The river is high again
rushing north. Rained hard at night and then for a few days.
A geographical anomaly.
Remnant of the last ice age.
Fossils are part of the local architecture.
The ancient lake wants to reach equilibrium
and I heard an old man talk about his achievements
which are visible every time the rivers rise.
He was modest,
priggish, said an announcer from the 1960s.
But our social structures have a lot to do with things he brought into being,
including the big gates that divert the Red from terrorizing the city we built
at the confluence of two prairie rivers.
They are the bottom of an ancient lake bed
and all water moves through those channels. The ancient clay bottom doesn't soak up much. The water moves along.
Our wheelbarrow was full of water in the morning.
I rode my bike over the rushing Red. Suspended on a bridge, spanning the flood.
I wrote the poem last year, a bit amazed at how much water was pouring through the Red after the dry lake bottoms we saw in Australia. I heard a radio item about Duff Roblin, the former Premier who orchestrated the building of the floodway, apparently the largest earth moving project in the world (have to check out that fact, for sure). Duff Robin was quite unassuming, but he got things done, and his ideas still resonate in Manitoba today.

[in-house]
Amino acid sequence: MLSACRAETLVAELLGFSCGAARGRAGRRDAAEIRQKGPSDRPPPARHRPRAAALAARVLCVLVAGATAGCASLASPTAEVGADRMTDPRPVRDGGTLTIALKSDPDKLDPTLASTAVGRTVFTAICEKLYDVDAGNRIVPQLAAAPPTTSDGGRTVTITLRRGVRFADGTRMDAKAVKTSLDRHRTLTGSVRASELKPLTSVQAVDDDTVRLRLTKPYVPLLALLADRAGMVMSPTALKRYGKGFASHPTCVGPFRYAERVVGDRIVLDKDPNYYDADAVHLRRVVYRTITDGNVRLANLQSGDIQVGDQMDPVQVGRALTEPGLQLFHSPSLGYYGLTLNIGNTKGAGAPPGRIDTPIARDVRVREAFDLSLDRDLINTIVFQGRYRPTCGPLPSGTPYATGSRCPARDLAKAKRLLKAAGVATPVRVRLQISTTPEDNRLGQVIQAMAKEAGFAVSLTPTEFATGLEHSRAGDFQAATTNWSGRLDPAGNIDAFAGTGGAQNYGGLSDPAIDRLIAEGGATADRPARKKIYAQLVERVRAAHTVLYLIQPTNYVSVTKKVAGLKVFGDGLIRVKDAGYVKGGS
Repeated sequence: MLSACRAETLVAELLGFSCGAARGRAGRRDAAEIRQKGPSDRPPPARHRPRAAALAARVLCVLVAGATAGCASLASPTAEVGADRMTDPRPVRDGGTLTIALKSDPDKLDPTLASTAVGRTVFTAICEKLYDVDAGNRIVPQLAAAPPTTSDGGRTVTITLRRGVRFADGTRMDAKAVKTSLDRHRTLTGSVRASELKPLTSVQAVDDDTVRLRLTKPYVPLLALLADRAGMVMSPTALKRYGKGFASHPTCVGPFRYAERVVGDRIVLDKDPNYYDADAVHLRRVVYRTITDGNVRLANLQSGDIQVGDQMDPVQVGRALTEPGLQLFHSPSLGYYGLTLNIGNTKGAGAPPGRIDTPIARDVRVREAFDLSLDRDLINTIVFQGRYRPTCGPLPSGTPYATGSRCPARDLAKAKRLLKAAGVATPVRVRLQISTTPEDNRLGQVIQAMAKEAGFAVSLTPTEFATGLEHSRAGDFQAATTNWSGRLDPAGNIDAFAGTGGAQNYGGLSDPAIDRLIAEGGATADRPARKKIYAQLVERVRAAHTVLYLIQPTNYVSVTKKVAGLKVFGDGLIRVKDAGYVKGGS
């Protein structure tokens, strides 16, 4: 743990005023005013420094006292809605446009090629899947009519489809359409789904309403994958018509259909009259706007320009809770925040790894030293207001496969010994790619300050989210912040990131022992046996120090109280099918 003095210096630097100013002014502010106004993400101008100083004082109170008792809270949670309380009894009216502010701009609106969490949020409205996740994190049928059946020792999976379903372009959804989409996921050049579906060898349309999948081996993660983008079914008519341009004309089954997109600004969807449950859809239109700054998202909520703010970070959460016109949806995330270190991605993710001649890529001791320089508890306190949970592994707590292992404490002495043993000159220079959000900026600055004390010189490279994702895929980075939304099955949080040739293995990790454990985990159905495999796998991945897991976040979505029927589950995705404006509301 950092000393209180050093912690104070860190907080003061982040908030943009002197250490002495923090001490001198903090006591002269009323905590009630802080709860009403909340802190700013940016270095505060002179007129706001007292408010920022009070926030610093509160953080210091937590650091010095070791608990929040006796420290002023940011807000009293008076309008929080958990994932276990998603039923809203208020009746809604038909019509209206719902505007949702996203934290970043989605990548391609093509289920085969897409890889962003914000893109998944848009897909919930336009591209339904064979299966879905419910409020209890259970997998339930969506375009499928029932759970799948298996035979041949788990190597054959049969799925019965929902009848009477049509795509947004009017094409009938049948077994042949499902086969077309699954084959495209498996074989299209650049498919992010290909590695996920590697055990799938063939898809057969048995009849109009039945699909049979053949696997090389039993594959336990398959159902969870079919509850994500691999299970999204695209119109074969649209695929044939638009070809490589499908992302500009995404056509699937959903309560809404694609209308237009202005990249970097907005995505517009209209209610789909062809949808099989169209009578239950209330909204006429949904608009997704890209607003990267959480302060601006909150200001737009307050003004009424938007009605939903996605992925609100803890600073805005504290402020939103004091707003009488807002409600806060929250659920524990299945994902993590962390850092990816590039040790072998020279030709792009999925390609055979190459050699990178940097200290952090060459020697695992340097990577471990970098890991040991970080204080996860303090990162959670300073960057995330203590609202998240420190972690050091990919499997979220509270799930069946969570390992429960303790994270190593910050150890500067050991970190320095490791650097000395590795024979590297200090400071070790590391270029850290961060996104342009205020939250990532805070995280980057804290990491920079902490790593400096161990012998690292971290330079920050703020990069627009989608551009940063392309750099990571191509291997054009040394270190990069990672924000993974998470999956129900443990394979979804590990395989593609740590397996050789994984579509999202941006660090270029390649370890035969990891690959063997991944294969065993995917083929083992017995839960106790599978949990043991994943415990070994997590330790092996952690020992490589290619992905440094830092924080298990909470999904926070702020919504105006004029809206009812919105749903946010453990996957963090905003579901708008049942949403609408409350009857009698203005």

The word this year is that more water, by volume, will pass through the Assiniboine and Red Rivers than in any of the biggest floods recorded in this century. The amount of water going through the Red near our house is incredible; small towns are almost inundated this year with unusual flooding patterns. I can't help but thinking that ancient Lake Agassiz is still hovering there, somewhere behind the horizon. We traced the geological ages at the Royal Tyrrell Museum in Drumheller a few weeks ago ... the water ebbs and flows, but it's always there.
Here's a link to some great shots in the Winnipeg Free Press.